Readers' Questions


You might remember I bought the original 5d almost two years ago and have really enjoyed it.  Now I see the new 5dII in my local camera store and I’m wondering what you think?  Will I see big improvements in my photography if I upgrade?  I am trying to talk the wife into the 5dII as a Christmas gift but she says my current 5d is good enough and doesn’t believe a new camera will make better pictures of the kids and dog.  Can you help convince the wife I need the new model?

I’ve learned much from your column and really enjoyed the Loy Kratong pictures!


Richard –

I’d love to tell you the 5d Mark II will result in better pictures for you, heck I want one myself.  The truth is I really doubt for your purposes you’ll see much if any improvement in image quality over your current 5d.  Let me explain:

In past emails you’ve told me you rarely print over 11x14 and for the most part just share web images with family and friends.  This is very common.  With digital photography it becomes common to shoot 1000 exposures while only making a print of 1 exposure.  We’ve substituted our computer monitors for slide projectors and the standard 4x6 prints and we only make real prints when we have something really special we want to send to others or put in a frame in our own homes.

The new 5d Mark II increases the megapixels from 11mp to 21mp.  This is a significant difference, but not a difference you’re likely to see without a loupe at 11x14 inches unless you crop dramatically.  The new 5d Mark II DOES increase dynamic range a bit and it even handles noise nearly as well despite the major bump in megapixels.

What the 5d Mark II offers over the 5d is mainly a bigger, brighter, and more detailed LCD which can be useful depending on your style of photography, a HDTV 1080p movie mode, more megapixels, auto-ISO, and a bit of refinement in the camera matrix metering and autofocus.  Are any of these features worth $3000 USD’s to you?  The movie mode I’d imagine will be fun to play with and its not a full features video camera.. more it’s a limited featured special purpose video capture device which allows you to use your lenses.  To me the auto-ISO and better LCD are welcome features, but not features worth $3000 USD’s.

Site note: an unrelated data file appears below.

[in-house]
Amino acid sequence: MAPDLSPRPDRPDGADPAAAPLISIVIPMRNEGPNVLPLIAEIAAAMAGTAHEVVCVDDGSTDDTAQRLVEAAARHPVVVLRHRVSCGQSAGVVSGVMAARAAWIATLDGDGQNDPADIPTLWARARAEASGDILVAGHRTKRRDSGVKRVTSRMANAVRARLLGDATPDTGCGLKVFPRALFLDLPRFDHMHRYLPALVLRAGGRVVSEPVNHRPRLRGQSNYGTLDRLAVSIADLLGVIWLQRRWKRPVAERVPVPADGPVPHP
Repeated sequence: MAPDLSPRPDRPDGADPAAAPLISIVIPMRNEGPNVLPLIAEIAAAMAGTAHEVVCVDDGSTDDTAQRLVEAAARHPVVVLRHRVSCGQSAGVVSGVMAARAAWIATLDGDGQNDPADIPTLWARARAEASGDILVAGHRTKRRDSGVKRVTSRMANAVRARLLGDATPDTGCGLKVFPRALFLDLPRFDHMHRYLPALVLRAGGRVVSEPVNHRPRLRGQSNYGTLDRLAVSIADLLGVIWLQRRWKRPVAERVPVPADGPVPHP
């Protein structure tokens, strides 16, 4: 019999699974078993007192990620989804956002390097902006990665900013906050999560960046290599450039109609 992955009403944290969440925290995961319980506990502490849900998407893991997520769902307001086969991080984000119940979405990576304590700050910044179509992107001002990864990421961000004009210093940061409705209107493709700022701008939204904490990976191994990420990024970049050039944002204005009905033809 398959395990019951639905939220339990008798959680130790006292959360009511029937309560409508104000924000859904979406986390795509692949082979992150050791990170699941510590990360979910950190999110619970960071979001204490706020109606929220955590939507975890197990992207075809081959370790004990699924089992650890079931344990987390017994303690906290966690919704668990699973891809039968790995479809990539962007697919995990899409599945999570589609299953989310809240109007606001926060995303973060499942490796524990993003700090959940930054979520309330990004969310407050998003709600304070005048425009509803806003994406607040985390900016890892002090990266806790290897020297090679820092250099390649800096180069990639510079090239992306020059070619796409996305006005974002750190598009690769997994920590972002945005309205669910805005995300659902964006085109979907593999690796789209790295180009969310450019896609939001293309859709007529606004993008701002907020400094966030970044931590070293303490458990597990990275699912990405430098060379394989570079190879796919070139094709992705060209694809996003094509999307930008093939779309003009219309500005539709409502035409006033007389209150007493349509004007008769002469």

So, the answer is, if I had the original Canon 5d I would not upgrade to the new Canon 5d Mark II unless one of the new features was something I must have.  This is the very same reason I didn’t upgrade my Canon 1dsMarkII to the new Canon 1dsMarkIII.  There wasn’t enough difference between the models to justify the $8000 USD purchase price.  Perhaps there will be when the new 1dsMarkIV comes out next year.

Hopefully this will help..


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